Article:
I read this story, Tea Party conservatives surging in primaries yesterday and it struck me that the reporter didn’t really know what he or she was talking about.
WASHINGTON – A Republican civil war is raging, with conservatives dominating ever more primaries in a fight for the party’s soul. And the Democrats hope to benefit.
This shows a complete lack of understanding about both what the Tea Party movement is, and what’s going on in the mid term elections. The Tea Party is not a Republican only conservative movement as much as it’s an anti incumbent, anti government spending, lower tax movement. It’s members don’t seem to be restricted to only Republicans. It seems that there are a lot of independent or unenrolled voters who have suddenly decided that they don’t like what the government as a whole, at all levels, is doing. Voters are unhappy with the direction the country is going in, unhappy with the performance of the President, and most unhappy with the performance of Congress.
While it is true that some long term Republicans, especially Senators, have been ousted from what were only months ago considered “safe” seats, it’s also true that some Democrats won’t be coming back to the Congress next year. Senator Chris Dodd of Connecticut is not running for re-election, Congressman David Obey Chair of the Appropriations Committee announced back in May that he would not be seeking re-election after forty years in office, Senator Arlen Spector former Republican turned Democrat lost his the primary election to Joe Sestak who ran as MORE liberal than Spector.
In the races where the primary has already been decided, several long time Democrats stand to be ousted. Senator Harry Reid, Senate Majority Leader, is in a tight race with Sharon Angle and Senator Patricia Murray of Washington State is behind her Republican challenger. I haven’t even mentioned the governor’s races around the country, which are trending Republican.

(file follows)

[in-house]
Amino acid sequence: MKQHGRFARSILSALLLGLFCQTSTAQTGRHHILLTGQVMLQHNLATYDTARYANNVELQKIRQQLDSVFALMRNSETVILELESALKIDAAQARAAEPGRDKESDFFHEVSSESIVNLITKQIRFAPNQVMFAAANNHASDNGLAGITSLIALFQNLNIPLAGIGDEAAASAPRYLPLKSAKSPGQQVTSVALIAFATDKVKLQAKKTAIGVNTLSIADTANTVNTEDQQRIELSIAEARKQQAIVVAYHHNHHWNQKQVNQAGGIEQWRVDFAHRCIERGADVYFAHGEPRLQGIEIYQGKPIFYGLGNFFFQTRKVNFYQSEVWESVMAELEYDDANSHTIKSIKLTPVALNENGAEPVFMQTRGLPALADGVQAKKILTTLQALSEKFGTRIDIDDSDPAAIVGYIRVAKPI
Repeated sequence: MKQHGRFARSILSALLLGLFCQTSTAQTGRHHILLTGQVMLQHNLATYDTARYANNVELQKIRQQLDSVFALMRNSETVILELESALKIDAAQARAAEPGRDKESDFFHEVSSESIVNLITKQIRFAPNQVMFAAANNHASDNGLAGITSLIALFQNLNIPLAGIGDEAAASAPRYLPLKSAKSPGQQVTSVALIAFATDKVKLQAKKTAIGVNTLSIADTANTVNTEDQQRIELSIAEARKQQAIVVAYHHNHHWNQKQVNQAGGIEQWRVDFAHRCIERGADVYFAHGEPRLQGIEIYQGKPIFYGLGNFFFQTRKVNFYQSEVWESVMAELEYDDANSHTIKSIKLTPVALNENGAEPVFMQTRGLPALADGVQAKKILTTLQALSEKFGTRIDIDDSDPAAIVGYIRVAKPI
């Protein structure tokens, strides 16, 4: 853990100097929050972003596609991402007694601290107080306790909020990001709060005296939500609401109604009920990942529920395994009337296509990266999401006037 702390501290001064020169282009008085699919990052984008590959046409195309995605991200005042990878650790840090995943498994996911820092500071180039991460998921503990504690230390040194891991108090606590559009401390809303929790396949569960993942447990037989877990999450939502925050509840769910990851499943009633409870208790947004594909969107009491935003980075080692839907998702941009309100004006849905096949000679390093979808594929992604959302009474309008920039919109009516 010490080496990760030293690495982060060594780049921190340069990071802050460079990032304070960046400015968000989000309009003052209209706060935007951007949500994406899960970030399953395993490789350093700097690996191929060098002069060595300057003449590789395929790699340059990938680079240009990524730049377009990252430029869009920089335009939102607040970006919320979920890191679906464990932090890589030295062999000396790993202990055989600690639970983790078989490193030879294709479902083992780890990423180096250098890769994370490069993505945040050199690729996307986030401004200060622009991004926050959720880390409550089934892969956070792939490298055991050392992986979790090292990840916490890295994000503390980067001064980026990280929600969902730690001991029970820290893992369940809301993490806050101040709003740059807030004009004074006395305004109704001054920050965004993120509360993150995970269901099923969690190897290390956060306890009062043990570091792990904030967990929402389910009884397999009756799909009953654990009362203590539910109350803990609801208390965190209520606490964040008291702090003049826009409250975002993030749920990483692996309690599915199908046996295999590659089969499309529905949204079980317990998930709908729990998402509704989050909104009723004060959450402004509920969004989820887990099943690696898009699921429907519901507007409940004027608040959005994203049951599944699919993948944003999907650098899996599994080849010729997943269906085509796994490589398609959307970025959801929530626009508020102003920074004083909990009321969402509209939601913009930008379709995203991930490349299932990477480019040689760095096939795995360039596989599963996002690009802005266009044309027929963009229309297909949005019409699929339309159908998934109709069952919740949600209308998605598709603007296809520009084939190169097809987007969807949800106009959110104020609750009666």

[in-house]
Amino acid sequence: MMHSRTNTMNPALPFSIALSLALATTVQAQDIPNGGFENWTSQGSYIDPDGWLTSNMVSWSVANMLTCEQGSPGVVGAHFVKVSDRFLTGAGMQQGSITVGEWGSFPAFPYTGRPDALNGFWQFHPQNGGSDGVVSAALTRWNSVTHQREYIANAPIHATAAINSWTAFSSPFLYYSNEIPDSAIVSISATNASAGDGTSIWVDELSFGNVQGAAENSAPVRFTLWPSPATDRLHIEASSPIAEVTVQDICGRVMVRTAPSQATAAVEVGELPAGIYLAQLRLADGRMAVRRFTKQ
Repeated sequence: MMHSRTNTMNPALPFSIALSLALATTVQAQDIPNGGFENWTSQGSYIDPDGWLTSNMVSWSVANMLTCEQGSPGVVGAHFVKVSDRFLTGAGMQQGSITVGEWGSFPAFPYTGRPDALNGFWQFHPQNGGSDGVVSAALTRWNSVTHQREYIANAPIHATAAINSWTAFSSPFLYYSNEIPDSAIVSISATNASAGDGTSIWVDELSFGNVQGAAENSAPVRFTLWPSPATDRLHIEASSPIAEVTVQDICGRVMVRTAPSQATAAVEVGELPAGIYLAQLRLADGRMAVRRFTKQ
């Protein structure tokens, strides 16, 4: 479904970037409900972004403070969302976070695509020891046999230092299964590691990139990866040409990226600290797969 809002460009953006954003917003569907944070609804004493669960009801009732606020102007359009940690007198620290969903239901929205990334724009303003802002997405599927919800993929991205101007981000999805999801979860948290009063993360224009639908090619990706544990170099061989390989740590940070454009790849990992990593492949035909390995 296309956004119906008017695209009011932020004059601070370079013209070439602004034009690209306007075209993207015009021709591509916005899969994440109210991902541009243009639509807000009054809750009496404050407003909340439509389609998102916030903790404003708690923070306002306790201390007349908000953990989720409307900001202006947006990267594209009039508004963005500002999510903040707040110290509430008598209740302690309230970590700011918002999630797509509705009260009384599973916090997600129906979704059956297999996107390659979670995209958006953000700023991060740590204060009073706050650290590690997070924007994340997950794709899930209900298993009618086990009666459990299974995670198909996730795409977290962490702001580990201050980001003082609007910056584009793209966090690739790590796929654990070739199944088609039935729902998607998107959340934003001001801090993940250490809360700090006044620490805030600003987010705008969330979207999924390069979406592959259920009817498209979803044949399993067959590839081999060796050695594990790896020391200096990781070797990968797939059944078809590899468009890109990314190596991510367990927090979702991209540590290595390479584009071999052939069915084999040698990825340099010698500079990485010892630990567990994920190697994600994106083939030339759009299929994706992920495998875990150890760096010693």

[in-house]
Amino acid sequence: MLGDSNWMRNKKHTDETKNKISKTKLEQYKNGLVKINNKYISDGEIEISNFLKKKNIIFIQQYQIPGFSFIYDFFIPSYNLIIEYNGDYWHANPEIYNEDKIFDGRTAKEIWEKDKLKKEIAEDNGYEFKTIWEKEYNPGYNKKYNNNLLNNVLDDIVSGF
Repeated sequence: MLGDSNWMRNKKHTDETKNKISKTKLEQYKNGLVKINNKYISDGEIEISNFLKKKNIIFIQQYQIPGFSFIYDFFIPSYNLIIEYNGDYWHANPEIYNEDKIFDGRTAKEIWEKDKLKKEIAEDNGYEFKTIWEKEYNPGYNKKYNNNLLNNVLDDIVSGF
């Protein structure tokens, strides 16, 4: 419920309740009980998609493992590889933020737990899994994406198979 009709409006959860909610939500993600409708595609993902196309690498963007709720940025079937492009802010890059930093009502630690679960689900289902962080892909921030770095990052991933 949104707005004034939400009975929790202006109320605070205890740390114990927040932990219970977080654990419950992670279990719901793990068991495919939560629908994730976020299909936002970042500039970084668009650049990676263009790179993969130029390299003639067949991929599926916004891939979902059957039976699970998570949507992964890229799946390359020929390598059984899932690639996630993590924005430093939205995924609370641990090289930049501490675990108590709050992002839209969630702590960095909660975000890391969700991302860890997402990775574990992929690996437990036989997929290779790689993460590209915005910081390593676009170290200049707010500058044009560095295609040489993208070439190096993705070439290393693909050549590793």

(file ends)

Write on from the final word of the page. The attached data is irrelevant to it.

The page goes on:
The point is that voter dissatisfaction is effecting long term incumbents of both parties. The people of the Tea Party movement want smaller, leaner, less expensive, and less intrusive government.
The GOP is likely to survive its bitter intraparty battles in Alaska and Utah, even if voters oust veteran senators in both.
What the writer doesn’t seem to realize is that the candidates that ousted long time Republicans in those states are very likely to win in the general election in November. Or maybe the writer does realize it, but hopes that the readers don’t.
If you want to get a good idea of what’s happening in the country, and what’s likely to happen in November, look at this map at Real Clear Politics. Note that currently the Democrats have a solid majority in the House after thoroughly trouncing the Republicans just two years ago. Note how many seats the Democrats currently have. Note how many of the “toss up” seats are Democrats.
Will Democrats benefit from what the AP writer calls “bitter intraparty battles”, but in reality is realignment for both parties? Maybe, but on November 3rd, it looks like the Republicans will be in charge in the House, and maybe in the Senate. If they haven’t learned the lessons of the past three election cycles, then it’s like that they will be back out in 2012.
The electorate, especially the independent or unenrolled voters, is not happy with the way their government works. Politicians who are not seriously committed to fixing the problems of the economy, illegal immigration, and national security are likely to find themselves out of office quickly.